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Thursday, 7 February 2013
Page: 495


Mr ALEXANDER (Bennelong) (09:30): I rise to commend the extraordinary life of Mr Jacques Baran, who was recently awarded City of Ryde Citizen of the Year in recognition of his generous contribution to the Bennelong community. I was delighted to join Jacques and Helen Crouch from North Ryde Community Aid for this presentation, and I am a proud local representative to stand here and tell you Jacques's story.

In the aftermath of World War II Jacques Baran was born in Syria from Armenian heritage. Following the death of his father Jacques became the family breadwinner, when he was just 17. He also undertook a political science and business administration degree, followed by a PhD. Jacques volunteered at Homenetmen, Aleppo, a distinguished Armenian cultural and sports organisation. However, civil unrest caused him to migrate to the United Arab Emirates with his wife and young daughter. Here he established an Armenian school, bringing together volunteers to teach Armenian children to speak, read and write their ancient language.

It is important to outline the historical context of this work, to emphasise its importance. The acts of genocide committed against the Armenian people in the early 20th century caused them to scatter across the globe, creating many obstacles in the perpetuation of their unique culture. It is true that with the schooling of the next generation in their distinctive language, by people like Jacques Baran, these obstacles are overcome and the connection to their heritage is retained. In 1985, Jacques migrated to Australia with his family, forging a successful career in management, embracing his new home, while also celebrating his Armenian background.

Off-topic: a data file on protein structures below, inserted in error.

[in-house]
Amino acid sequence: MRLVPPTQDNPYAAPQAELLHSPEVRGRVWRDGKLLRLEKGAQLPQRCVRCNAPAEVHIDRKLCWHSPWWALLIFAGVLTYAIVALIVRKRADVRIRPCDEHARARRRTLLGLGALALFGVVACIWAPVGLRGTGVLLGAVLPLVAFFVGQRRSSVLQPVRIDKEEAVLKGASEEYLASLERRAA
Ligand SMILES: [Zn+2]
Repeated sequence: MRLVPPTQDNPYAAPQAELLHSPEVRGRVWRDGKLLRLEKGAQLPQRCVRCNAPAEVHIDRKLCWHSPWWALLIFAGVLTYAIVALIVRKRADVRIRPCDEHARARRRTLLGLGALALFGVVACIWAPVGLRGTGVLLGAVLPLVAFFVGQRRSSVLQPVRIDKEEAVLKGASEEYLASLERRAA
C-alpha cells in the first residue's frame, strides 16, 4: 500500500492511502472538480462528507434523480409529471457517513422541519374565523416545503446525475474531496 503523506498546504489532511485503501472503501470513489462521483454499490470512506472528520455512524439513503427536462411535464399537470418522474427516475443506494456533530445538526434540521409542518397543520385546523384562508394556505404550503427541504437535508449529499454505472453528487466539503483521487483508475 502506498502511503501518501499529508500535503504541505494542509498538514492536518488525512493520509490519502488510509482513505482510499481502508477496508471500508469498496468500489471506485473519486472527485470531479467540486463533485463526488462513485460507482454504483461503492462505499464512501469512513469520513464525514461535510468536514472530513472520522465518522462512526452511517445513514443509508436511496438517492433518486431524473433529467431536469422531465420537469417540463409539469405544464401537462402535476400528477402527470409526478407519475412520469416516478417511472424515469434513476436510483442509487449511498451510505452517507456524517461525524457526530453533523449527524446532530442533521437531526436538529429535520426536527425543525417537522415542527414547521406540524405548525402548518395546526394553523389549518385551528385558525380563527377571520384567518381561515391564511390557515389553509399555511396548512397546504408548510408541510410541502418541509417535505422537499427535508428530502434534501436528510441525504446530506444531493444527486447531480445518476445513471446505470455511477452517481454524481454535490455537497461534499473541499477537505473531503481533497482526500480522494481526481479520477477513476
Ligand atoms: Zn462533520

In 2011 Jacques joined the North Ryde Community Aid and Information Centre as a volunteer, assisting disabled and aged clients with their transport emergency needs, and providing his specialist language skills for Armenian seniors to interact with the wider community. Legend has it that Adolf Hitler justified his final solution policy against the Jewish community by remarking, 'No one remembers the Armenians.' It is fitting that nearly 100 years after the Armenian genocide we can stand up on the other side of the world and applaud the efforts of people like Jacques Baran and proclaim that we remember the Armenians and we celebrate their enduring language, culture and heritage. As we turn our attention to the Armenian Christian minority currently being targeted in Aleppo, in Syria, we pray that common sense and global leadership will help these proud people prevail once more.